The prophet’s warning is the same. Those who rule through coercion are no rulers at all, and a society that builds its wealth through exploitative violence is an ersatz society, and both will be judged by the Lord accordingly. They are not durable.
A more hopeful reading might suggest that what Micah envisions is a scenario where the Lord gives a violent, unjust nation the “right nightmares,” to borrow a phrase from Douglas Ottati’s Hopeful Realism.
While Micah envisages the judgment of the unequivocally wicked, “right nightmares” are visions of pending destruction that are granted to the morally ambiguous: the greedy, the self-assured, and the apathetic. These are the ones who have shut themselves off from others but are given a “full imaginative sense of their own mortality” as ones “bound towards death” that produces a felt sense of solidarity with those who they have injured that, in turn, leads to repentance (Ottati, 14).
The nightmare scenario that Micah presents is one where an invading nation plows Zion like a field, captures the priests and servants of the temple, leaving it vacant, and reduces Jerusalem to “a heap of rubble” (Micah 3:12). The nightmare that Micah illumines and unveils is one where the rulers and all that they hold dear are diminished, destroyed, or occupied.
However, as Ottati puts it, right nightmares will produce “a humane and realistic sensibility … that is not too busy or too occupied with goals, plans, and objectives to apprehend and to feel the grossly destructive violations” (Ottati, 15). I wonder, then, what “right nightmares” we need to provoke in us the revulsions necessary to organize against garish wealth that feeds on the marginalized and that kills children and destroys lives.
Perhaps the right nightmares won’t come, and we’ll be confronted with a species of Micah’s oracle of judgment: extreme weather events, for example, that result in costly destruction in places where capital has been concentrated as part of our collective devotion to extreme wealth.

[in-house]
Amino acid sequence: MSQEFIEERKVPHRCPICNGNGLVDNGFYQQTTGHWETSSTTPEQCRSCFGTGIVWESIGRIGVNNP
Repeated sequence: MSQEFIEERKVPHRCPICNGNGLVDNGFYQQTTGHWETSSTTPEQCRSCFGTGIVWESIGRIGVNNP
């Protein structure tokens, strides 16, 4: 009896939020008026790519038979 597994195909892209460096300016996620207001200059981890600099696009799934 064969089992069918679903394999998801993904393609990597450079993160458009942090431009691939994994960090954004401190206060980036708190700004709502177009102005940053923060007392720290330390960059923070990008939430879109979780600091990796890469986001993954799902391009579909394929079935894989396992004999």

Or it could be that there will be smaller vignettes of the powerful being humbled, when those who have carried themselves as existing above a legal system that incarcerates millions finally ensnares them in its net. And maybe by witnessing the impermanence of the violent and proud, we will recognize our own vulnerability, a recognition that will then move our hearts towards deeper social and political concord with those most harmed by unjust legal systems.
Or perhaps it’s the case that the right nightmares are unfolding before us, if we have the eyes to see that our lives are inextricably enmeshed with the life of a world and its creatures convulsing in agony due to extractive economies that tear at the fabric of our communities.
It is hard to say what “right nightmares” we will need to help us see that another world is possible, but I’m inclined to think that these nightmares are before us even though we refuse to see them for what they are. Regardless, the hope at the heart of Micah’s oracle is that, while peace cannot exist apart from justice, the Lord can still give the gift of night terrors of unrest that might shake us from our collective complacency, producing in us a sense of solidarity with the oppressed that otherwise would not be.